Debemur Morti Productions has upheld a reputation for releasing exceptional black metal over the years. Some of my favorite albums, such as Tenebrae In Perpetuum’s “Antico Misticismo,” Nocternity’s “Onyx” and “A Fallen Unicorn,” were released via Debemur Morti. We have always been impressed with their professional and high-quality releases. Working with Debemur Morti has been a surreal experience. We are very proud to have released our debut full-length with them and we look forward to our second.
Q: What brought the two of you together as artists? How was Cultus Profano formed?
Strzyga: We were brought together by a mutual obsession for drums and black metal. We were both working on solo black metal projects when we met, and we seemed to have the same vision as to what we were looking for musically. Each of us play drums and guitar, so we had originally planned to switch instruments every few songs. Although we do practice this method during composition, when we rehearse I always play guitar and Advorsus is always drumming. We still may decide to explore switching instruments during live performances in the future.
Q: Being a two piece, what does songwriting look like for Cultus Profano? Do you write together, or do you work out your parts somewhat separately and then meet in the middle?
Advorsus: Since the origin of Cultus Profano, everything has been a complete collaborative effort. Each song is sculpted and molded into its final form by the both of us and this is something we take great pride in. Since we both play guitar and drums we have a unique form of writing. When one of us is writing a riff, the other is creating a drum pattern. We alternate like this between riffs for each song and if there is something that one of is unsure about, it is immediately changed. The main goal is for both of us to be content with the final product. I have been in bands where a single member dictates every action. This is something I completely disagree with. I believe every permanent member should have an input.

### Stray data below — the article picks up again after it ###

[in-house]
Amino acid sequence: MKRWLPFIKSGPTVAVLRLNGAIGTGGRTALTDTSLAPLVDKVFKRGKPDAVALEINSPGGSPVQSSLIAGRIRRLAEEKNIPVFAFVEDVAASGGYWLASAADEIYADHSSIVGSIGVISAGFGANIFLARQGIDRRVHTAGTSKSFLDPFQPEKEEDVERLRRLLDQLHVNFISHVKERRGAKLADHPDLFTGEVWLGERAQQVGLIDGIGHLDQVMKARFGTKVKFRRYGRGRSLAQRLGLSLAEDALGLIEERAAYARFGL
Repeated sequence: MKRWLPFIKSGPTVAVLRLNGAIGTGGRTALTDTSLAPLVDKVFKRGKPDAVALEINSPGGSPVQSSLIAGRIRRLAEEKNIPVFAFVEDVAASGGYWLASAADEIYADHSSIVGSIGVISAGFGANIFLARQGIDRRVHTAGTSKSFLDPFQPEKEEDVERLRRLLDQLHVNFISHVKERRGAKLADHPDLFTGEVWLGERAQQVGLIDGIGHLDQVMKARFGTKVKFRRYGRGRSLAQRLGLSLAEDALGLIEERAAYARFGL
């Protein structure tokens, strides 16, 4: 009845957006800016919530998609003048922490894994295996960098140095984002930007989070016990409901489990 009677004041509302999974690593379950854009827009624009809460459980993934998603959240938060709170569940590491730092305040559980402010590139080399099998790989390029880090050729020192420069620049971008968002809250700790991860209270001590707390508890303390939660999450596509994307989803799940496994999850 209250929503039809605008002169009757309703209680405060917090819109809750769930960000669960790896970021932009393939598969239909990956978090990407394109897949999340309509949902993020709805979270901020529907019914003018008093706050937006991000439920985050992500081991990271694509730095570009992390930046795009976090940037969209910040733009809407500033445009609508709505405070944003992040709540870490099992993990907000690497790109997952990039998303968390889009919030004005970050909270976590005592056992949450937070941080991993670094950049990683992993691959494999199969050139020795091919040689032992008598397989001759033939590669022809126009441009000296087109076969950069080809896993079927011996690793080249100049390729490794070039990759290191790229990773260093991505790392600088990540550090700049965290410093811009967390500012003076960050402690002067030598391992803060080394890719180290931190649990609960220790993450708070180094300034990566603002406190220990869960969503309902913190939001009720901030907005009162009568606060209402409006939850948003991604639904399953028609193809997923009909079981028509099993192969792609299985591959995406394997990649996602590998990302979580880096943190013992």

Q: It’s surprising to see this kind of black metal come from sunny Southern California. In this sort of setting, where do you take inspiration from? Do you feel like it’s more difficult for a black metal band to find inspiration in California then say, the forests of Norway?
Advorsus: We take inspiration from dark music in general, whether that be classical, metal, or any of its sub-genres. We are trying to depict our version of what darkness sounds like. I see the importance of location, but we do not believe that location determines the authenticity of a genre. Of course, we take some inspiration from the Scandinavian scene, but we also take inspiration from black and death metal from all over the world. I believe evil black metal can be conjured from anywhere, you just need the right mindset.
Q: Are there any plans to bring Cultus Profano to a live setting in the future?
Strzyga: Yes, our first live performance has just been announced for December 12, 2018 with the Dutch black metal coven, Asagraum. For our live performances, we will have session members to achieve the complete dark sound of the album since it features a second guitar and bass.
Q: Altar of Sorrow did a great job crafting a truly malevolent piece of artwork for your album, and I think it fits the music perfectly. Will you be collaborating with him again in for the next record?
Strzyga: We really applaud Altar of Sorrow on the fantastic job that he did capturing the obscurity of the album cover. We do not yet have an exact artist chosen for our next record, but we would like to work with him again in the future. He is a talented artist and very easy to work with. We sent him a sketch that I drew for the artwork and he was able to take our concept and give it further depth and darkness. We agree that it is the perfect album art for Sacramentum Obscurus.